including the accessibility of the Advisory Committee on Releases
into the Environment, has improved a great deal. It is now possible
to have access to most of the information in the application (bar
that agreed by the Secretariat as being commercially sensitive);
comments by ACRE following discussion of the application; agendas
of ACRE meetings; and there will shortly be reports of ACRE meetings.
27. However, it is clear that still relatively
few people know about the role and day-to-day operation of ACRE,
and more proactive measures are needed to ensure that concerned
organisations and members of the public can transmit their views
to the Committee and to the system of which it forms a part. This
would be facilitated by public meetings, with widely publicised
agendas, in different parts of the country. ACRE should also consider
meeting in public.
There should be clarification
of financial liability in the UK.
28. In the absence of specific provision in
Directive 90/220, it is left to individual countries' legal systems
how far compensation would be available for damage caused by GMOs.
The Environmental Protection Act 1990 provides that if damage
is the result of the law being breached, and remedy is possible,
steps may be taken to remedy the damage and recover costs. However,
to our reading, this relies on a successful prosecution being
brought. The civil liability situation is also uncleara
key defence in civil liability for environmental damage is whether
the damage was "reasonably foreseeable"which
it may not be for damage caused by a GMO. In our view, a form
of strict liability is appropriate, and if agreement cannot be
reached on this at European level it should be considered how
it can be applied at UK level.
3. The most appropriate jurisdictions for
decisions on genetically modified organisms
The UK Government must consider
how to cater for the wide range of concerns articulated in relation
to GMOs, consider innovative institutional arrangements, and involve
a wider spectrum of people in the decision-making process.
29. A wide range of concerns has been brought
forward about the application of GMO technology. These include
ecological concerns and the cumulative impact of GMOs on biological
diversity; concerns about the future direction of agriculture
and whether GM technology will or will not contribute to more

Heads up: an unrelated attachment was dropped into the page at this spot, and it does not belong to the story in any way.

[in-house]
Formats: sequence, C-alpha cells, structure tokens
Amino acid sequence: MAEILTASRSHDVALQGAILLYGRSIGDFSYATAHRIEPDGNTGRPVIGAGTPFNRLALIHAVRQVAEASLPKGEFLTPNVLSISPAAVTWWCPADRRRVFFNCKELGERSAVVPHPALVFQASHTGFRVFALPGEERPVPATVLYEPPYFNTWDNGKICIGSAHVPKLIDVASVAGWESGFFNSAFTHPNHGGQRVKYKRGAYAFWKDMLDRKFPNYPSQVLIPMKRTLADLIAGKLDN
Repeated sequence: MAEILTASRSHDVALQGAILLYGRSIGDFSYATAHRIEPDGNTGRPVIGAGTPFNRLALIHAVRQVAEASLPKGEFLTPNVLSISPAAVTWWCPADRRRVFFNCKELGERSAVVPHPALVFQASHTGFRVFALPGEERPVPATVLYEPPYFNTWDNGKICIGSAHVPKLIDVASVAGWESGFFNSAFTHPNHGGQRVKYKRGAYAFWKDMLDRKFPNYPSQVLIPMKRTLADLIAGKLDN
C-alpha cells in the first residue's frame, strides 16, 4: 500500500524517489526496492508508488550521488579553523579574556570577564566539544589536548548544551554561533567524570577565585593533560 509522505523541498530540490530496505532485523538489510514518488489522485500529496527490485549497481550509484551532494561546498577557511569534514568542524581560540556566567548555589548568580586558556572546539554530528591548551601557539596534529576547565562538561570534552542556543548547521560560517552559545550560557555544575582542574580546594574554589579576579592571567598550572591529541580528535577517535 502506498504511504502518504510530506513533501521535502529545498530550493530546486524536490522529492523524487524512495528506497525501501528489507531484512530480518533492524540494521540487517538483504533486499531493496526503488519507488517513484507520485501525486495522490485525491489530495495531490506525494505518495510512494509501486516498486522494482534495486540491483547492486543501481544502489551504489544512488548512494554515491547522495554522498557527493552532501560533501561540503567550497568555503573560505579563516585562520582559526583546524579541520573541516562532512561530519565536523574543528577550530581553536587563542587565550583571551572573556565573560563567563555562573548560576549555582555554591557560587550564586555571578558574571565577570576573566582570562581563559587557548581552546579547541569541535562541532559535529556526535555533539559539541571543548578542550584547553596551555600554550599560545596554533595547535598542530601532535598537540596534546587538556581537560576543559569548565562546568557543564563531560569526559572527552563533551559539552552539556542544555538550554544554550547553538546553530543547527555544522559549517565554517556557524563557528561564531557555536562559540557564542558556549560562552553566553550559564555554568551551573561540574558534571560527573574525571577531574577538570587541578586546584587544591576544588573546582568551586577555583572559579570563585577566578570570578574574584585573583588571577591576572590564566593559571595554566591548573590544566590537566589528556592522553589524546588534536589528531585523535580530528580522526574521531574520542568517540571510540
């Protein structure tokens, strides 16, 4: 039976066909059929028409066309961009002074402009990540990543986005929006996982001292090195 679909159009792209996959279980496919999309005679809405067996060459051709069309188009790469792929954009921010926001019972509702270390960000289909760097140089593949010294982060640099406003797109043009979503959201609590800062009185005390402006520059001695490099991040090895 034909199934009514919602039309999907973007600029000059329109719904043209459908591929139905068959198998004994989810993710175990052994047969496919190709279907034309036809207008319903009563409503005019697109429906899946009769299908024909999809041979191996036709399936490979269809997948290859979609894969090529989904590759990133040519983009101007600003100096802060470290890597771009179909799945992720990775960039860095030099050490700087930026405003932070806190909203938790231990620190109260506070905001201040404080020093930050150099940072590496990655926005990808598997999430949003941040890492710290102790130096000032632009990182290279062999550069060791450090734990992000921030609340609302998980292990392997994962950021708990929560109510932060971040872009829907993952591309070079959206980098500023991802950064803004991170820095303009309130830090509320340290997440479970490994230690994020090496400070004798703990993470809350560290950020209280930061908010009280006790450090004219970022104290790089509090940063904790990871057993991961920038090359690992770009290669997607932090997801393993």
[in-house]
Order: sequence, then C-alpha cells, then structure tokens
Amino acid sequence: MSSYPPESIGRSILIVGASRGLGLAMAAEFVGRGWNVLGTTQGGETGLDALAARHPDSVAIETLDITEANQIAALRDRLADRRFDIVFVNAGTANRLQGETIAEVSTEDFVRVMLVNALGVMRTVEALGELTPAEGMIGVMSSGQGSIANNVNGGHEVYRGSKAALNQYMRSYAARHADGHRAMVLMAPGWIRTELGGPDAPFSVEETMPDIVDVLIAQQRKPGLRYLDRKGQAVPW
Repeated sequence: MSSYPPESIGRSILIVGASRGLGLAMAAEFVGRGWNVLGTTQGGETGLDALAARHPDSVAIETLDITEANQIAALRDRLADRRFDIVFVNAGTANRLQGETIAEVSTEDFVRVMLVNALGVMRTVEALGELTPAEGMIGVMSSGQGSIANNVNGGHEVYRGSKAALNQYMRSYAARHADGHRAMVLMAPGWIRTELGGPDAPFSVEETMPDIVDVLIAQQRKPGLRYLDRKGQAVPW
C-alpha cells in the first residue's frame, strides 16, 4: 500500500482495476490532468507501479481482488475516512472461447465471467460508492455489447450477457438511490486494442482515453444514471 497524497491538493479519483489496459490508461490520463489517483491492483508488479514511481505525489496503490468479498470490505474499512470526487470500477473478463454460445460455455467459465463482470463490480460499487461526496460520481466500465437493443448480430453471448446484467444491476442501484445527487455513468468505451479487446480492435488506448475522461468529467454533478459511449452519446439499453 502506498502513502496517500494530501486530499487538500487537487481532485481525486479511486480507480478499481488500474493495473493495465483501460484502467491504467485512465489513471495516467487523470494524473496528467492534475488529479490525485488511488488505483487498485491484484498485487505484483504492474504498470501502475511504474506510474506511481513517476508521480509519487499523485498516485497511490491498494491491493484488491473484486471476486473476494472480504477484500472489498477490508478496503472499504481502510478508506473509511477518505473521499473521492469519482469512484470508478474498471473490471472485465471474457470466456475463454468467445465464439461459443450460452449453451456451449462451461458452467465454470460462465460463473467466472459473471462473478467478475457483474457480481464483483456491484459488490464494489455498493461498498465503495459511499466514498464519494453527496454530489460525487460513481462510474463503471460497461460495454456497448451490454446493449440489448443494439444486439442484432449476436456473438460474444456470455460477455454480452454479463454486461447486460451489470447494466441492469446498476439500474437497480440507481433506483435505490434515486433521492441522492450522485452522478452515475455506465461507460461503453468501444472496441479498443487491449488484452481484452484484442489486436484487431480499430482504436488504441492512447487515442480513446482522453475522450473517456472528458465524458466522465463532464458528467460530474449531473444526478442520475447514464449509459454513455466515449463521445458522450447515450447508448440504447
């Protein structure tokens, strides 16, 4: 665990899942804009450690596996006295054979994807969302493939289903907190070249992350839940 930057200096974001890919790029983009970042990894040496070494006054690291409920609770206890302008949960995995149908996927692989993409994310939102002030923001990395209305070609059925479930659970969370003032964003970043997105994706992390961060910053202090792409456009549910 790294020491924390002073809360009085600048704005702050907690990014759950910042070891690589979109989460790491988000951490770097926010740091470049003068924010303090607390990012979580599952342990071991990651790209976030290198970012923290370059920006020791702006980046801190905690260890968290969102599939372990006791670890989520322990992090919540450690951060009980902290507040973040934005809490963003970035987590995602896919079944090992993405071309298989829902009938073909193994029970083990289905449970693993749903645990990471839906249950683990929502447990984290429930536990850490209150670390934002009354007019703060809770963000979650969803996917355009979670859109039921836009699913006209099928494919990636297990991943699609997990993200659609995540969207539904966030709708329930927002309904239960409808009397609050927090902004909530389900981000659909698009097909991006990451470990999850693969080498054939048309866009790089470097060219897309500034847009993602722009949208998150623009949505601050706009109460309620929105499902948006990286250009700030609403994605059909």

"sustainable" practice of agriculture; health concerns
from the growing and consumption of GM crops; concerns that consumer
choice is being progressively eroded by global trade in agricultural
products and the unsegregated presence of GMOs in those products;
scepticism about the benefits of the technology and concern that
it should be justified in social terms; concerns about the ethical
implications of transferring genes between species; concerns about
the domination of agriculture by a few very large companies.
30. Most of these concerns have been at some
time laid at the door of the systems for scrutinising the environmental
and food safety of GMOs, and these systems are not designed to
deal with most of them. At the same time, trust in official processes
of risk assessment and decision-making has been eroded by other
crises over food. The net effect is a sense that the regulatory
and policy machinery is unresponsive to people's concerns about
GMOs, both nationally and internationally. Worse, it is on some
issues, such as segregation, powerless to intervene in the practice
of global trade in agricultural products.
31. This situation requires innovative solutions.
As a first step towards this, we recommend the formation of a
working group, with representation from a wide range of interest
groups, to look at the technology "in the round" and
recommend appropriate forms of control. Such a group could build
on the work of the Nuffield Council on Bioethics, which is currently
examining the issues around GM plants, and which is due to report